I spy the wrestling t-shirt and medal still laying on the table from this Chase's nightly wrestling camp this week, plus a stack of library books. I ought to put those in his room.

I want to take a nap.

I spy the kitchen floor that's needed a good mopping for a few days now. I ought to sweep and mop it.

I want to take a long, hot bath.

I spy half a dozen miscellaneous toddler toys and books strewn about the foyer, living room and kitchen. I ought to put those away.

I want to have a cup of coffee and some of my Aunt Betty's peanut butter fudge with a friend. ANY friend.

I spy my own stack of books on this end table: a Bible and a devotion book. I ought to spend some time there.

I want to WANT to spend more time there.

I could go on with all the oughts -- dishes in the sink, a pile of mated socks on my bed, five days' worth of mail stacked by the computer, four boxes of Christmas decorations looming just outside the storage room door, piles of other things looming just INSIDE the storage room door blocking the way for previous boxes, garage needs to be swept, and the front walk needs to be shoveled. 

The list of oughts is long, varied and never-ending. My list of wants rotates among the aforementioned items and also is never-ending.

If you're hoping this ends with something profound, you'll be disappointed. 

I COULD say, "Inch by inch, everything's a cinch." Putting a few things away will make a big difference.
I COULD say, "If I spent time with Jesus, then everything else will fall into perspective."
I COULD say, "Nap now while you have the chance."  The rest will still be there when you wake up.

The truth is, I spent some time on Jimmy Fallon facebook page and actually smiled a little to myself and even laughed out loud a time or two. Just keeping it real, people!

And now I hear the baby.

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Friday, December 27, 2013

Arnold Memory Book 2013

Click here to view the 2013 Arnold Memory Book.

Here's hoping you'll be a part of our 2014 year in review!

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Tuesday, December 24, 2013

Christmas Traditions

In my elementary-school years, I could set a clock by our Christmas traditions. (Go back to a favorite memory of delivering presents with my Dad here.) On Christmas Eve, we spent the afternoon at Grandma and Grandpa's (where the tree had large, multi-colored lights), then off to 5:00 children's Mass at St. James.  Then we'd spend the rest of the evening just across the street at my mom's parents' (where the tree always had silver icicles!) I'll always remember the peppermint sugar sticks Mom Elmore put in a fresh orange as a treat.  Then the next morning, we'd find that Santa had come and we'd have to open up quick and then clean up quick before both sides of the family came to have a country ham breakfast and spend the day at our home.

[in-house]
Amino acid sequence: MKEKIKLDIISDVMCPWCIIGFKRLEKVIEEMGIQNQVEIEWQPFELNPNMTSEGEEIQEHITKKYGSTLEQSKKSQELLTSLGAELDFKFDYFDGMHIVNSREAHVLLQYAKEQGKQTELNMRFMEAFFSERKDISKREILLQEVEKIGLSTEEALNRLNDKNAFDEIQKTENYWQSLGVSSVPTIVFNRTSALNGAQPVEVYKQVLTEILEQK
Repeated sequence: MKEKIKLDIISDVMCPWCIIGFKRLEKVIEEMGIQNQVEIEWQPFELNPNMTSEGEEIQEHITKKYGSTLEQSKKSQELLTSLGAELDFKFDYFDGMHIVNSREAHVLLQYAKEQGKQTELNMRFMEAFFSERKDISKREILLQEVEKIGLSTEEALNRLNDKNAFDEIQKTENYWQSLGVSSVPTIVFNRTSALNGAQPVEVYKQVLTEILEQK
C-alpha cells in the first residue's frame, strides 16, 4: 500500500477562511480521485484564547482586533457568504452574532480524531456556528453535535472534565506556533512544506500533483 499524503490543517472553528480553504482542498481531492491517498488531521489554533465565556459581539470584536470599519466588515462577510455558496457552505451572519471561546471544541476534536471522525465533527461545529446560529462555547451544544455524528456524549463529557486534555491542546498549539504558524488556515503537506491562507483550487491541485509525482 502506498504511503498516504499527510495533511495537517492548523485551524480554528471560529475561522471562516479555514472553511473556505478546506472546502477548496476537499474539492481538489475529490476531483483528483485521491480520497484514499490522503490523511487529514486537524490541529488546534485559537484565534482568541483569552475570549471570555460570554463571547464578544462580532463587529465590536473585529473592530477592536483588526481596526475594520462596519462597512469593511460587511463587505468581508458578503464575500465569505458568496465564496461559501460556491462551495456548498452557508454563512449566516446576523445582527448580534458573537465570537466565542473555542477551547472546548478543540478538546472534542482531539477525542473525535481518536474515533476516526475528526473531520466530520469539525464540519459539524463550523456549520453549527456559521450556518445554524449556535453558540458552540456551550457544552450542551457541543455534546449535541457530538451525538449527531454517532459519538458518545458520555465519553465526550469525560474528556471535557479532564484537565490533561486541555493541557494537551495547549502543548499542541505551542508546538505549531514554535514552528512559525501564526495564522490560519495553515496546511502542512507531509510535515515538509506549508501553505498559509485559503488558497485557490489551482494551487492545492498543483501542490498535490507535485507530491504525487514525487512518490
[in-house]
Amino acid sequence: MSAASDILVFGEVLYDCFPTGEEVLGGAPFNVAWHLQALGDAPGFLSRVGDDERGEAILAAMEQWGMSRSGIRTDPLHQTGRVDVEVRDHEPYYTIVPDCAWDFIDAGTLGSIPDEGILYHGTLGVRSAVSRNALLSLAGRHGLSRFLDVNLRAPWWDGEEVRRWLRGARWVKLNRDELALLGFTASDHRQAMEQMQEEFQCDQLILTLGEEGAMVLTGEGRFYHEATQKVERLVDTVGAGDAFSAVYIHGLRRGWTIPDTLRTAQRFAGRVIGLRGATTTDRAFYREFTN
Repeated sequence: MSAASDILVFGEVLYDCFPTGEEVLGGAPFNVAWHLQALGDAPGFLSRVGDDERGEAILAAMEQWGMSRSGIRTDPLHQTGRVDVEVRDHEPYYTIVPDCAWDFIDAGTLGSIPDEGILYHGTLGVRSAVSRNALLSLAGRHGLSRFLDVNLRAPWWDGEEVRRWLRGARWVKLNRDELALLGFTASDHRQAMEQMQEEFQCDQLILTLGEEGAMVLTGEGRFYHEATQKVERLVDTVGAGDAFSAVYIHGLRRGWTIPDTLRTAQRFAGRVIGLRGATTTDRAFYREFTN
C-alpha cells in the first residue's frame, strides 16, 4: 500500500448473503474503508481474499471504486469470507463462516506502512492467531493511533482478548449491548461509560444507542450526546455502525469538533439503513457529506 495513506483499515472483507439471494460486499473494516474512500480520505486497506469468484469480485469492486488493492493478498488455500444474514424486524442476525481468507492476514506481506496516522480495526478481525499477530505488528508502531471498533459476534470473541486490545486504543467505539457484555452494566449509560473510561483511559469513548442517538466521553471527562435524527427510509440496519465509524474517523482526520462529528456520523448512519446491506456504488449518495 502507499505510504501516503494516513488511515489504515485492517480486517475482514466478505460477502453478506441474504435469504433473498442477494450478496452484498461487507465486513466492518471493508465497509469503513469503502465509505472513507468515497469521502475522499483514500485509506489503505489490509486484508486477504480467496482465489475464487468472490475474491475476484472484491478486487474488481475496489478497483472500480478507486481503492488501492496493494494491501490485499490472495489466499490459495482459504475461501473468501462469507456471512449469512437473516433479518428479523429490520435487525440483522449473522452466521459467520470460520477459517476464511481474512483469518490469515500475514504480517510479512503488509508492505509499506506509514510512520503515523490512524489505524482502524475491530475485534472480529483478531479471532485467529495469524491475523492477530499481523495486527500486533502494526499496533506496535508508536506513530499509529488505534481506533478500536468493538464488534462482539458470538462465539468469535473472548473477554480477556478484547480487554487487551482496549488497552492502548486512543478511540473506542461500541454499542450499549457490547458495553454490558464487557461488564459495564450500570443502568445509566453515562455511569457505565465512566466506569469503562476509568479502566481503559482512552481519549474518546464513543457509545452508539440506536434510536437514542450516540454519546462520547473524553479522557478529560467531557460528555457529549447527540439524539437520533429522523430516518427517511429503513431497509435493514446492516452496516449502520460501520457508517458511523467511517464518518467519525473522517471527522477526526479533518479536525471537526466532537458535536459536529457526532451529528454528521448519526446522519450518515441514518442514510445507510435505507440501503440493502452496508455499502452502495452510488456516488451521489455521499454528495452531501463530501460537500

Now that I have my own children and we don't live so close to the grandparents, we've come up with our own traditions. (Mostly stolen ideas from friends!)  For one thing, Santa brings the kids a box of super-sweet, sugary cereal each year -- one of their favorites! Another is that we let the kids sleep in our room on Christmas Eve. They think it's really fun, but we really do it to keep them all in one spot so we can go in for surprises together. I don't want to miss ONE look of joy! I remember sitting on the steps when we were young waiting for Mom and Daddy to get their coffee before we were allowed to go in the living room. I've kept this part of Christmas intact!

We have other traditions, but I recently stumbled upon a writing assignment of Sammie's on this very topic.  I'm so happy that these have found meaning to her already. Enjoy a couple of other traditions in her own words. I know I did!

Holiday Traditions